|When evidence conflicts with strongly held beliefs, how easy is it for us to change our minds?|
There may be many motivations behind why we hold certain beliefs, but what are these motivations, and in the event that evidence shows otherwise, how easy is it to change our point of view?
Our LANSA study on the wheat flour fortification value chain found that inconclusive evidence on the reduction in anaemia through food fortification is often deemed ‘reliable knowledge’ and is the basis for interventions (such as wheat flour fortification) for which there is no specific evidence. There may be other motives behind why stakeholders may push for these interventions. But what it comes down to, is that they really want them to work.
Large scale food fortification interventions aren’t the only area where facts do not reign supreme. As part of a LANSA Research to Action pilot we went back to selected communities we had gathered data from to share what we had found out about child undernutrition in their community for our study on women’s work and nutrition. Most community members agreed with the data, even thanking us for taking the time to explain it to them. A few others, however, were angered by our claims that we had found high levels of child undernutrition in their village. Disregarding what evidence suggested, they insisted that their children were healthy.
They may have dismissed our findings due to our outsider status. But there are other reasons. Psychological research has found that people can find a way to dismiss claims, no matter how strong the evidence presented is. Serving one’s own identity and maintaining meaning and world views, it turns out, are strong motives for rationalization and defensiveness in the face of conflicting evidence. People’s beliefs are usually based on unfalsifiable statements. For example, some may say that evidence of the benefits of increased women’s political participation are irrelevant because it is not women’s role to begin with. Such statements can reduce the importance of scientific inquiry in answering social questions.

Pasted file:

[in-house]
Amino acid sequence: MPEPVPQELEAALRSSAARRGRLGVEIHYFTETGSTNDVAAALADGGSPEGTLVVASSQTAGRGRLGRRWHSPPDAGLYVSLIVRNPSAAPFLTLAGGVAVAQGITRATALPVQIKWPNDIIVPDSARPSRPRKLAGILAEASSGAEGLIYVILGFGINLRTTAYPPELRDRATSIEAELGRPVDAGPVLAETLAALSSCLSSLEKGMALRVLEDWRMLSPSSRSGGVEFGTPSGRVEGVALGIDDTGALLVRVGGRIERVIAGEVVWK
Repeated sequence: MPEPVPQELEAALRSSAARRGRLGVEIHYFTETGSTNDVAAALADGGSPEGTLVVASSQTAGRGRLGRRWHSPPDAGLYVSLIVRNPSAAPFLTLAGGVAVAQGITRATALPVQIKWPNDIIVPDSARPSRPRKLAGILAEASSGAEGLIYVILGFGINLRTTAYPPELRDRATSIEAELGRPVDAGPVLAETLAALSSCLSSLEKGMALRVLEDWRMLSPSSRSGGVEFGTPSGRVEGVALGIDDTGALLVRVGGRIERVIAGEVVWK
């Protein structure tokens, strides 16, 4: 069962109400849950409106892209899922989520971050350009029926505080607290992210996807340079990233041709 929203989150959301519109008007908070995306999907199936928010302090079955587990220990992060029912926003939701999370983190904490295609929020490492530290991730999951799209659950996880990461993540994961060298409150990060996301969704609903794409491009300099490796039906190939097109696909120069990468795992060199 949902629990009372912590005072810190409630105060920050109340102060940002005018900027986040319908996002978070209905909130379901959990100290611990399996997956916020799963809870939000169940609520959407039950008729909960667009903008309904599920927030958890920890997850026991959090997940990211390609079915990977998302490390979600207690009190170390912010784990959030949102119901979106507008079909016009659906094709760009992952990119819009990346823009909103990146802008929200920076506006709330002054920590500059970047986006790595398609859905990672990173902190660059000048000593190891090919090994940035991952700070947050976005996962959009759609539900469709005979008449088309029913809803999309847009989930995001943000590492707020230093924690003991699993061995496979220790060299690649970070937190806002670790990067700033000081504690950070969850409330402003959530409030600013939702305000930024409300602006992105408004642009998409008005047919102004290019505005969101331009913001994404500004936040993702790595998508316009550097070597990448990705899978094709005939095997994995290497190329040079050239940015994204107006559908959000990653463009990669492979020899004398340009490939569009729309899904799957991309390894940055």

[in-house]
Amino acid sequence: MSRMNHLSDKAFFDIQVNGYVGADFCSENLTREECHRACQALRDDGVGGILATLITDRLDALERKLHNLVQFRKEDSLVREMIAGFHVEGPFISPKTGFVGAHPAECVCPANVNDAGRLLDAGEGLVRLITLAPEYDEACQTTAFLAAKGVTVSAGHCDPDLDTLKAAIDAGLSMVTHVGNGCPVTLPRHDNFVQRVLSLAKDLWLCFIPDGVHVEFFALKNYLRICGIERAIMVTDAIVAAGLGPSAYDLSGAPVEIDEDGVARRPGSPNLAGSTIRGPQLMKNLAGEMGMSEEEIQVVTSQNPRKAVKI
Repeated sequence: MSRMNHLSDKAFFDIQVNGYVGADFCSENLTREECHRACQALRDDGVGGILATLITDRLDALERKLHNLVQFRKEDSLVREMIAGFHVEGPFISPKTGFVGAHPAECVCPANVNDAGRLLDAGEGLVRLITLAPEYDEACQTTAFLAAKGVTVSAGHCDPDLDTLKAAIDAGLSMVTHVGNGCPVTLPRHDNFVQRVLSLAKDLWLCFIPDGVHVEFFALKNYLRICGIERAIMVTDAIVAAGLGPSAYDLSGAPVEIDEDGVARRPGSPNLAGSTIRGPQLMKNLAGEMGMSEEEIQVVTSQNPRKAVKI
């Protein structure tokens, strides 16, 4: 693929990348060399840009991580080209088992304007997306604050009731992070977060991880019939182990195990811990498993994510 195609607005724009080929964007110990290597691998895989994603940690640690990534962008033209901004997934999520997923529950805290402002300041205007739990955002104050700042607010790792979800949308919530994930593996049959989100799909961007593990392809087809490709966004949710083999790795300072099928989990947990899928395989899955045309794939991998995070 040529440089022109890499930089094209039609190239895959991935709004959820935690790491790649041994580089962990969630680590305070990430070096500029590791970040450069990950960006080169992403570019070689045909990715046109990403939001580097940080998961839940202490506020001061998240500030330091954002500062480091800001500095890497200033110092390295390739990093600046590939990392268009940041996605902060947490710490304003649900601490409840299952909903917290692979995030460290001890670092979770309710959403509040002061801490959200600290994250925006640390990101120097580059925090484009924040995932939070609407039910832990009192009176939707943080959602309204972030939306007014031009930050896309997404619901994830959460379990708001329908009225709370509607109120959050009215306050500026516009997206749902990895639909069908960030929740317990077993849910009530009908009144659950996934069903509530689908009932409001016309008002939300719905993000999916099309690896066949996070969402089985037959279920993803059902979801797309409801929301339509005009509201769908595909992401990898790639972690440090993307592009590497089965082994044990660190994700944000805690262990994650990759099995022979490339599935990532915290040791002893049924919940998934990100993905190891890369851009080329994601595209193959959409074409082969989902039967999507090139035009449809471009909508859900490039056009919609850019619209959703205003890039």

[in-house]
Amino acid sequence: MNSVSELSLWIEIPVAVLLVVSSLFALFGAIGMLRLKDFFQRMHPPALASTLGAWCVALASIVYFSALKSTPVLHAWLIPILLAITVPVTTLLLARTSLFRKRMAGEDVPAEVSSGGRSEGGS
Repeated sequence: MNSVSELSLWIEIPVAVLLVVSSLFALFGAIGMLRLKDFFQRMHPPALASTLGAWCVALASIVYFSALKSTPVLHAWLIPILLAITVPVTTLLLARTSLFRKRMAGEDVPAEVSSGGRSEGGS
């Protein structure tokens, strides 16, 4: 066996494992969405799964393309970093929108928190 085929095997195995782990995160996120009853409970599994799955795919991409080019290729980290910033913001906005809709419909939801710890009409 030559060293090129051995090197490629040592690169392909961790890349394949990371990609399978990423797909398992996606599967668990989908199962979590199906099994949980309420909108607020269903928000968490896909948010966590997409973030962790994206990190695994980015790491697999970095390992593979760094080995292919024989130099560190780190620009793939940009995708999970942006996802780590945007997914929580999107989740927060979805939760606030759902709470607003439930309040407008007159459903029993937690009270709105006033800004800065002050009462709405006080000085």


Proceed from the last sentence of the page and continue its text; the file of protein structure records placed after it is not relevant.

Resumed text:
Our objective for our research often is greater societal impact. We believe that testable data and evidence-based policy is the best way to create change at the policy and community levels. But if the results aren’t ‘acceptable’ to people what can we do to ensure collective decisions are based on evidence?
For policy level stakeholders and decision makers, one way might be to simply ask, “What would have to be true in order for you to change your mind?” What evidence would they need in order to convince them that their own strongly held beliefs may not be true? Encouraging people to answer this question may push them out of inclinations to justify their beliefs rather than provide evidence for them.
However, people may veer away from answering the question at all for more morally-linked issues such as gender or religion. What will we ask the politicians who recently made misogynistic comments to change their mind about gender equality in politics? The most effective route to have research make an impact in such a situation would probably be to build alliances with people already sympathetic to the cause and create champions.
This does not mean there is no point in engaging with others who are not as open to being challenged. When the evidence presents a unique perspective and challenges norms it may even be more important to share, but while recognizing the appeal of unfalsifiable beliefs. The aim is not to ‘convince’ people to change their thinking, but more importantly to generate a dialogue that can help push perspectives and further ideas, on all sides.